Britain’s oldest surviving public library

  Built in 1653, Chetham Library is located in Manchester city centre. Its medieval sandstone building was built in 1421 and was once a prison and armory. It is said to have been created to compete with the University Libraries of Oxford and Cambridge in the South East of England to provide a place for independent study and research in the North West of England.
  Today, this old, old, small library submerged in a modern metropolis complex looks too ordinary on the surface to be interesting. But its legendary history, unique management and unique collection make it full of historical charm, attracting thousands of experts and scholars every year. Many historical celebrities such as Marx, Engels, Dalton, and Joel have visited the Chetham Library, and Charlotte, the author of Jane Eyre, also has a special liking for it.
  The Chetham Library was built with donations from a successful woolen cloth merchant named Humphrey Chetham, who stated in his will that the library should be “for the use of scholars and others influenced by them. ,” and that librarians “must not make demands on anyone who comes to the library.”
  The trustees began to collect a wide range of books and periodicals for doctors, lawyers and clergy in Manchester and the surrounding area, but later as more and more libraries appeared, the Chetham Library changed its collection direction. It mainly collects writings from the North West of England. Statistics show that more than half of the more than 120,000 prints were published before 1850, including prints and periodicals from the 16th and 17th centuries, and more than 40 precious medieval manuscripts. As for modern manuscripts, that’s more.
  Among the books acquired in the early stage, many are old books. For example, in 1655, Ben Jonson’s collection of Plato’s writings was bought for £3.50. Plato is the great philosopher of ancient Greece and one of the greatest philosophers and thinkers of all Western philosophy and even the entire Western culture. A copy of 1539 Prosper of Aquitaine, read by Henry VIII, wrapped in white buckskin, was purchased in 1674 for 8 shillings. Although these prints may seem cheap, they are of high academic value.
  The Chetham Library website states: “For particularly desirable editions, we paid huge sums of money, such as a set of eight volumes of the Bible for £20. In contrast, Cheta The earliest librarians in the library were paid £10 a year plus room and board.”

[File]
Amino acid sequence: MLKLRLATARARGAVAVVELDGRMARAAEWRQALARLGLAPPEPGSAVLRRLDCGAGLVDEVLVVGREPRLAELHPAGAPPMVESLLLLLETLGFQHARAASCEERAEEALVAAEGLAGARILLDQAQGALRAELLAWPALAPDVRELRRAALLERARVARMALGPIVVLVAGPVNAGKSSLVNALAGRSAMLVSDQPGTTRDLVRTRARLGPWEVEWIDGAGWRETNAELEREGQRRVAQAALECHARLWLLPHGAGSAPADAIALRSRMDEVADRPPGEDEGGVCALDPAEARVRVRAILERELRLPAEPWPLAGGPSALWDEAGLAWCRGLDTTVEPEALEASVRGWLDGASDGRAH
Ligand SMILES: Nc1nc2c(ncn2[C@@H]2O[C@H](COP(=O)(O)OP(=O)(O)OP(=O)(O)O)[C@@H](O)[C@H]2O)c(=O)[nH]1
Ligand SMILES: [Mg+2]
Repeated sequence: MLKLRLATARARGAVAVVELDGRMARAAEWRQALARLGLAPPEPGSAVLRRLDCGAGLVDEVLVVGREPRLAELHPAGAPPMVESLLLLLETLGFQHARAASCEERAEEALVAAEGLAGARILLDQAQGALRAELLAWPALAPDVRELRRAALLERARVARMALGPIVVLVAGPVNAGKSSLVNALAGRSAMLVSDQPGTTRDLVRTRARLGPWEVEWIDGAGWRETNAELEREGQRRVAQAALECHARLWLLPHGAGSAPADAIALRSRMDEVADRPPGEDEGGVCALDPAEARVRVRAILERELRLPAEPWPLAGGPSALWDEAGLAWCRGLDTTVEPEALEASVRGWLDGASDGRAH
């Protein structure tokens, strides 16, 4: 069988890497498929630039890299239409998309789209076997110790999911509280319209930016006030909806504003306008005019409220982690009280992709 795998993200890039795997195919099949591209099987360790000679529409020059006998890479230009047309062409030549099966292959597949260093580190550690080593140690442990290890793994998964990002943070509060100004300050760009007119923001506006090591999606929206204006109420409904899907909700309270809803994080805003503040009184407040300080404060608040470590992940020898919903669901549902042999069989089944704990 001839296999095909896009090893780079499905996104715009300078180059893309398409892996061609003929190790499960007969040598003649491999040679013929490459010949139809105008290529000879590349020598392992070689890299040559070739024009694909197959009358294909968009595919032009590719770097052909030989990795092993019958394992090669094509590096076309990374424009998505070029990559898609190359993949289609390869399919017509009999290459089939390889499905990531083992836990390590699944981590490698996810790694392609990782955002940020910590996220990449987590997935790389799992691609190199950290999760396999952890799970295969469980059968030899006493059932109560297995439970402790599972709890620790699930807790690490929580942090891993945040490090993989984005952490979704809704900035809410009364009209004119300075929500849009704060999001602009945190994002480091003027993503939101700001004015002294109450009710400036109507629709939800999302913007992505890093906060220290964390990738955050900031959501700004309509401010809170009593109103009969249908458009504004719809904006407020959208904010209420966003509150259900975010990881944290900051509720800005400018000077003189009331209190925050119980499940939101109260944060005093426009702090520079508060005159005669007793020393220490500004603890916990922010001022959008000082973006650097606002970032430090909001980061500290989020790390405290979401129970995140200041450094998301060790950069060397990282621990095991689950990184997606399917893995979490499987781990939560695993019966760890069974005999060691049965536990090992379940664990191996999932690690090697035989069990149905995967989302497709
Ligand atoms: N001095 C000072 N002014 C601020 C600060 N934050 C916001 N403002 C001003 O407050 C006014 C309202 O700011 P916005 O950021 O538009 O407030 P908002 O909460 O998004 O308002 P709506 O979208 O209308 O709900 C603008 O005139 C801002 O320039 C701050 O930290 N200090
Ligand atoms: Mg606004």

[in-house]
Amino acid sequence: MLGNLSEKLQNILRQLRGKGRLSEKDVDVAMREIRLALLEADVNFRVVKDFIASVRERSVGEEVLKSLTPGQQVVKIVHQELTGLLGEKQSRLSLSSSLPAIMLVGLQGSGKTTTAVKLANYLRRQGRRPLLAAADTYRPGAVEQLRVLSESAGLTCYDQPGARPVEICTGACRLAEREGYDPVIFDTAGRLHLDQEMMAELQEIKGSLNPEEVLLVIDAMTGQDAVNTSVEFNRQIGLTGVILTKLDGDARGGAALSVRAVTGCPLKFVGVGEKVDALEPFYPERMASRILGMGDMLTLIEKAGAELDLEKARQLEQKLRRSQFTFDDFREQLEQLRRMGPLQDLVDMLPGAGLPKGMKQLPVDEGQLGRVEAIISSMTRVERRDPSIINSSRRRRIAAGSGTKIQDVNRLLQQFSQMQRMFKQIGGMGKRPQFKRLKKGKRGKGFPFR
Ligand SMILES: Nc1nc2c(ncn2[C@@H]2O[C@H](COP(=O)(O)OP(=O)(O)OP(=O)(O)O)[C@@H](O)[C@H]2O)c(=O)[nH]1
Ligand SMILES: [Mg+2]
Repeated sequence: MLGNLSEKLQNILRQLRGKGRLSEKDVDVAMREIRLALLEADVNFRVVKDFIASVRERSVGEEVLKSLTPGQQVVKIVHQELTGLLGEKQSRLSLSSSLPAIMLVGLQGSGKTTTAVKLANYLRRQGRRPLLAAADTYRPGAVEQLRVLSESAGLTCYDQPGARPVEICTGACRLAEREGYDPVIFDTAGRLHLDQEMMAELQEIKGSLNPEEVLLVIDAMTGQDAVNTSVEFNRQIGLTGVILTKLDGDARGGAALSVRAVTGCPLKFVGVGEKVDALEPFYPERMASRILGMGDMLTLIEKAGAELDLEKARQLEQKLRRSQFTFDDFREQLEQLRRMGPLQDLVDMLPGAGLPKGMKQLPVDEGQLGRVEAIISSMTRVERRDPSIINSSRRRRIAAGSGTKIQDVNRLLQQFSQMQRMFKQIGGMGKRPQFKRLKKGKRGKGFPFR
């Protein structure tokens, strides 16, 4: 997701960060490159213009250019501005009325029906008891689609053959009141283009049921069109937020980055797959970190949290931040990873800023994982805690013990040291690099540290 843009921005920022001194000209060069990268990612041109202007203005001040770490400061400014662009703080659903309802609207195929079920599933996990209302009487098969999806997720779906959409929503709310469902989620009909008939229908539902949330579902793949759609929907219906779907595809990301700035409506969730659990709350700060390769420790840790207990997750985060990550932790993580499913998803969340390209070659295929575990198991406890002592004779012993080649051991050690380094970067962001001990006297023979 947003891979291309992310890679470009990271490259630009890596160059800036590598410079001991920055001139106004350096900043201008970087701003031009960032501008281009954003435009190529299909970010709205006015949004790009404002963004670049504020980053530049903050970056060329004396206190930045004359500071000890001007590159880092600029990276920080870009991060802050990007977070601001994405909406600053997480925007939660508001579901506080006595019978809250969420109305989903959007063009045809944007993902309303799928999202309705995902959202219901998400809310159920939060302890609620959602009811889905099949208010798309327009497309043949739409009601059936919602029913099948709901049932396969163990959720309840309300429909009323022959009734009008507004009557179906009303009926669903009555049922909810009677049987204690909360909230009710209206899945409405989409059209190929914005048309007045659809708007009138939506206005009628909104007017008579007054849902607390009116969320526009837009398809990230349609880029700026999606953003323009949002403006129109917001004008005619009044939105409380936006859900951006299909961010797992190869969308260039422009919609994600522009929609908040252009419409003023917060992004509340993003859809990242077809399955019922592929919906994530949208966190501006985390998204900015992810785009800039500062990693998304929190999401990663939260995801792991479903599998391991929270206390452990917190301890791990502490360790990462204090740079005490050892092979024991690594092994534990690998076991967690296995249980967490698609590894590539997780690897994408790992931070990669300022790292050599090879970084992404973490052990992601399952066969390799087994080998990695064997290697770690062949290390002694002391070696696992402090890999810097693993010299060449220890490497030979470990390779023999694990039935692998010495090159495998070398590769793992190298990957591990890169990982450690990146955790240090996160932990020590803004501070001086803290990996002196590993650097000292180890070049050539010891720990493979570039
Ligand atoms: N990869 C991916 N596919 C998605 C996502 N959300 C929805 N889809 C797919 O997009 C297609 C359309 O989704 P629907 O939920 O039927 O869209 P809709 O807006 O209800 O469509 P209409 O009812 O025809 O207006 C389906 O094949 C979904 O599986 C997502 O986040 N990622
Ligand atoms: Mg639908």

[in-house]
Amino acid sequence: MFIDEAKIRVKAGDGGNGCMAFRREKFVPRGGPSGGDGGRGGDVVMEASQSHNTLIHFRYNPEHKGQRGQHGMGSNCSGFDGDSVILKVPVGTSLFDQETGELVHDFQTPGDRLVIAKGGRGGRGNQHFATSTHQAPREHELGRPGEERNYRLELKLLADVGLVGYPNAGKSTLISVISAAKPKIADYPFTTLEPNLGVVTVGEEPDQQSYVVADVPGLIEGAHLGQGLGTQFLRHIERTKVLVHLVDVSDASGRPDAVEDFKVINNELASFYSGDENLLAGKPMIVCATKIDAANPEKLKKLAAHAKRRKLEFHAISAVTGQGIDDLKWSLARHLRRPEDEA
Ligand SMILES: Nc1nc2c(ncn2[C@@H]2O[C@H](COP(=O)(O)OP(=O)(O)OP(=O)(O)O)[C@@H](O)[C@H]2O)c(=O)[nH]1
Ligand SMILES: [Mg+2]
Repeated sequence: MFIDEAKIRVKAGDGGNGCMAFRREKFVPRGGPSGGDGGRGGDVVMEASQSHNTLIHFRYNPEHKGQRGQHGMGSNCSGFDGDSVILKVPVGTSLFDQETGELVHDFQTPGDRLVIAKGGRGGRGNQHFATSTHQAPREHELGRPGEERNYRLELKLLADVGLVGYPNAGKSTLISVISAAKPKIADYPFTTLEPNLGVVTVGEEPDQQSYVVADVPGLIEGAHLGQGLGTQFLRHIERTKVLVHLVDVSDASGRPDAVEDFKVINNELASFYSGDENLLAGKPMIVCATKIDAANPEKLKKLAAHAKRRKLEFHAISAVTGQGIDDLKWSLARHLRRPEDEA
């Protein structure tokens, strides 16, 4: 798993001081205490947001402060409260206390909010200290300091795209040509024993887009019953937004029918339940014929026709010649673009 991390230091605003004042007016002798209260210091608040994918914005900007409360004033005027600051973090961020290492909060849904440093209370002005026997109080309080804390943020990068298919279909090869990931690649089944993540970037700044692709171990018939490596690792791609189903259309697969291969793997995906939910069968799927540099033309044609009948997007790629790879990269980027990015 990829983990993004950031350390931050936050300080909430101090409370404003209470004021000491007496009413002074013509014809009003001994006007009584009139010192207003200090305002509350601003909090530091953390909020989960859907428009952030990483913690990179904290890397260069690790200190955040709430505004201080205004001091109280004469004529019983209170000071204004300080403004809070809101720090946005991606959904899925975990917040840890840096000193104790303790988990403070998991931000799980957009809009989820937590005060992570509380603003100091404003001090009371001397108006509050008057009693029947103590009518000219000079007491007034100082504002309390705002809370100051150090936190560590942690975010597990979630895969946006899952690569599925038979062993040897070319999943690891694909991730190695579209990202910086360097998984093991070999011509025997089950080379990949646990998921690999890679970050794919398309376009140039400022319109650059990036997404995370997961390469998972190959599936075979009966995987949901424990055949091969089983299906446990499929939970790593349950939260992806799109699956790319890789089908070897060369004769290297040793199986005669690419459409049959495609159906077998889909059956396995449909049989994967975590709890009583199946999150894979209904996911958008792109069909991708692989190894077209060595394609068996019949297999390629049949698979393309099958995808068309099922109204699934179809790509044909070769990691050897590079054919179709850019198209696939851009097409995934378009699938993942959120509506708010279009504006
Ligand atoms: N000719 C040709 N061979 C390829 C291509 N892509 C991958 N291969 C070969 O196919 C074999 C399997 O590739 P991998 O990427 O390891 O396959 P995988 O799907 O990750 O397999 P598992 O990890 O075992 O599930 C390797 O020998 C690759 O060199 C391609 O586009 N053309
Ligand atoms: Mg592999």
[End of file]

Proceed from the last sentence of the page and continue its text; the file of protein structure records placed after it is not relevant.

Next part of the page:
The first book the library bought was a collection of works by St Augustine, which cost £7. St. Augustine was a Christian thinker in the ancient Roman Empire and an important representative of Christian theology and the philosophy of the godfather in the Middle Ages in Europe. There are also many precious first editions in the collection, such as the Dictionary of the English Language, published in 1755 by Samuel Johnson, the British author, critic and lexicographer for seven years Just finished writing it. The English poet and political commentator Milton’s long poem “Paradise Lost” in 1667 revealed the original sin and depravity of man with epic majesty. The 16th-century English edition of the Nuremberg Chronicle by the German humanist Hartmann Schedel, published in Nuremberg on July 12, 1493, a work of world history based on the Bible It is one of the most complete early printed books with a good mix of pictures and texts. In order to prevent the theft of precious historical documents, the Chetham Library used to lock the books with chains.
  Chetham Library is now not only a centre for learning and research in the North West of England, but also a popular tourist destination, attracting a steady stream of domestic and foreign tourists every day. Humphrey Chetham’s contribution was not limited to promoting the development of local education, he also founded Chetham Hospital and a boarding school to help fight poverty, which is now a music school.
  Local resident Joan Bakewell said with pride: “The Chetham Library was and still is one of the finest 17th century libraries in the country, and my grandfather, father and I all shared The Chetham Library has forged an indissoluble bond and grew up with a love of books. The importance of the library in a child’s life cannot be underestimated.”